I recently finished the first season of “Foundation”. And – as most viewers vocaling their opinion on the internet seem to do – I enjoyed the Story about the Empire and the Cleons the most. It has nothing to do with the book, but that aside, it was gripping, exiting and had lots of philosophical questions. For me, it’s a story about becoming, changing and the will (or absence thereof) to change.

Not to spoil anything, but I found the last three episodes particularly interesting in this. The question if a perfect clone can have an individual soul. Brother Days pilgrimage and his lack of a holy vision at the end. But the last episode shows his change nonetheless, his emotions and his heartfelt decision against violence, that differs so much from his predecessors.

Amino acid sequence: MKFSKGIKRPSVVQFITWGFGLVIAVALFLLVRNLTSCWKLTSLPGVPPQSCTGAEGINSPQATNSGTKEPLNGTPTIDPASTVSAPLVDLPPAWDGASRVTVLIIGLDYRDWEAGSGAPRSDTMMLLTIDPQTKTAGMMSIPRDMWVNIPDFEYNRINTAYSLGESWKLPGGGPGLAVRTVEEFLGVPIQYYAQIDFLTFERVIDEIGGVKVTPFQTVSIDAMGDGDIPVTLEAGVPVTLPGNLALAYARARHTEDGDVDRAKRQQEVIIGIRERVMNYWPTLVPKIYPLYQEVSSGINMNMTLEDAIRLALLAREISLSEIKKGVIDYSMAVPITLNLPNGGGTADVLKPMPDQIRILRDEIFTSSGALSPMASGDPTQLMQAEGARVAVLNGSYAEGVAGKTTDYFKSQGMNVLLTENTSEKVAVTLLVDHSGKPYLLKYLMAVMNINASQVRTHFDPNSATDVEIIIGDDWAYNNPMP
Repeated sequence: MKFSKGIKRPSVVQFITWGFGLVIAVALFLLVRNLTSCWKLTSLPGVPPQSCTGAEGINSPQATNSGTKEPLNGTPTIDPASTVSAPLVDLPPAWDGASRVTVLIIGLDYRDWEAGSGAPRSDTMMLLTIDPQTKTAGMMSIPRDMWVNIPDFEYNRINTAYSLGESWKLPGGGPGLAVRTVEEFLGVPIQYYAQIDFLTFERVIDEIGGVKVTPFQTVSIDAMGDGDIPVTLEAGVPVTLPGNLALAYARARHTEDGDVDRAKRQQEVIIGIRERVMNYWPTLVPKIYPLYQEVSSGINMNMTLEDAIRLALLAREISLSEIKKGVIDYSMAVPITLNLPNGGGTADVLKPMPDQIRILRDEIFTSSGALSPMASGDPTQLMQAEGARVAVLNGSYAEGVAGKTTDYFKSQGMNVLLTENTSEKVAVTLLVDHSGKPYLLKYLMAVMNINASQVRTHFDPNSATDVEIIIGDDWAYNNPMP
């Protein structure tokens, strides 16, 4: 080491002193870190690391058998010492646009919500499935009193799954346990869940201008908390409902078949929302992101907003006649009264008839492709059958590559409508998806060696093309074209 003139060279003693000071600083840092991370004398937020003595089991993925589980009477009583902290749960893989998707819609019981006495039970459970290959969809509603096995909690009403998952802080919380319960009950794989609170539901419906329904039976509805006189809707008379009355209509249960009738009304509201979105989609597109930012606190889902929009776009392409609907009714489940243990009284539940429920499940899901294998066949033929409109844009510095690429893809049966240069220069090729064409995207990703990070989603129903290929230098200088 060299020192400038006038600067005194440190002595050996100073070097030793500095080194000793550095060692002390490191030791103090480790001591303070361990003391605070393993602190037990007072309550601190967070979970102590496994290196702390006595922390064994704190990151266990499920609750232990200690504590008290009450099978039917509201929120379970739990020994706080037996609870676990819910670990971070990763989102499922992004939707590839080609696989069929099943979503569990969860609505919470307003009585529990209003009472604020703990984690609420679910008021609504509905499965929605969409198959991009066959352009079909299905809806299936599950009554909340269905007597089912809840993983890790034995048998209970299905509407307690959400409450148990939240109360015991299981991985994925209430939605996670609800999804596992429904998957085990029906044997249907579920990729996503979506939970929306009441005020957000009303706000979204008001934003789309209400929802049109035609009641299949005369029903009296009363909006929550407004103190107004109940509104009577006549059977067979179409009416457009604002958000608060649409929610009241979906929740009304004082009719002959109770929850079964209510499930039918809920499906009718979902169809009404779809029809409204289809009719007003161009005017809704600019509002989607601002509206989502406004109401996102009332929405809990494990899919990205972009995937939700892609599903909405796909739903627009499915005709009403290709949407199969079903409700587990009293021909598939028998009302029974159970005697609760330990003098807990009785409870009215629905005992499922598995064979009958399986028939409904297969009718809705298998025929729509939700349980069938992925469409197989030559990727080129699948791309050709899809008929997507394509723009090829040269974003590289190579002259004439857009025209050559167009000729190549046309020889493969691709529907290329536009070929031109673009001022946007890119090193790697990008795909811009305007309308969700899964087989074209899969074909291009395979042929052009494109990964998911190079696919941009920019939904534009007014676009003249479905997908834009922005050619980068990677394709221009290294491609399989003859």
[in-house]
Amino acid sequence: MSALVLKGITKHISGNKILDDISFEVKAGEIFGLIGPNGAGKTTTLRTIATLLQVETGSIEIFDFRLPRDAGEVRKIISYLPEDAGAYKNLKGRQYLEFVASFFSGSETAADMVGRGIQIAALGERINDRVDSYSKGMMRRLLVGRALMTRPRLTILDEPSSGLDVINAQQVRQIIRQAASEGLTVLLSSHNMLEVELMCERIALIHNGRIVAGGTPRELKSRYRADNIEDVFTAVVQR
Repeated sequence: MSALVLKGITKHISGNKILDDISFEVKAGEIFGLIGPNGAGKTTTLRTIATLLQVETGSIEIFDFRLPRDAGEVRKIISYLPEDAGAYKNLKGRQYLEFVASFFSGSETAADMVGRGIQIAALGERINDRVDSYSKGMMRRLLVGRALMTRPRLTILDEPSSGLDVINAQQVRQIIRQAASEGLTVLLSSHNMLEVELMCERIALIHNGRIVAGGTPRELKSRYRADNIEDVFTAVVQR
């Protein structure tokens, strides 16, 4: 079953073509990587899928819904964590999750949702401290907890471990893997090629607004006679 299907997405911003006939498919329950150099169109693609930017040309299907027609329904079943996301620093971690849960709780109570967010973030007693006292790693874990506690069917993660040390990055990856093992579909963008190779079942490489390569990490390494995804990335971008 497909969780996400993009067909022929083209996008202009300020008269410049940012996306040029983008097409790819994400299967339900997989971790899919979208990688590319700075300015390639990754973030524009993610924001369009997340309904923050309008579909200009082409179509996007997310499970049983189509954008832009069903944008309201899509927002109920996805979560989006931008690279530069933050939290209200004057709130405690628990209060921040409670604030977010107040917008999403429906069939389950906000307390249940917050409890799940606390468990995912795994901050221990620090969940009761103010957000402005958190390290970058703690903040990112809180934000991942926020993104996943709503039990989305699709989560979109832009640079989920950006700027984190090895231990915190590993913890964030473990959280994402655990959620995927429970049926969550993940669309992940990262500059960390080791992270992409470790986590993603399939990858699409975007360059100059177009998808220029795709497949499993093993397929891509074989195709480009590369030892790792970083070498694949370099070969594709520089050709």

For me, this is a story not about having a soul, but about earning one. I assume Demerzel did not start religious, and developed her humanity over thousands of years as well, just a bit like the shows religion, Luminism, suggests all human souls do. So when Cleon didn’t receive a vision at the end of his pilgrimage and Demerzel tells him that she pitys anyone with so much emptiness inside – perhaps the lack of a vision is exactly what the Mother – the Godess – wanted to show him. You are not an individual right now, your motives and actions are cruel and always the same. Go change. And that he did, but only after learning about his own emptiness. You have to see yourself to understand yourself, only then your true self will reveal itself – as another brilliant show, “Avatar: The Last Airbender”, lets us know.

Of course, Brother Days genome was changed from the start. But I want to imagine that the change at the end was his own free will in the face of family and the question, what life and individuality really is about.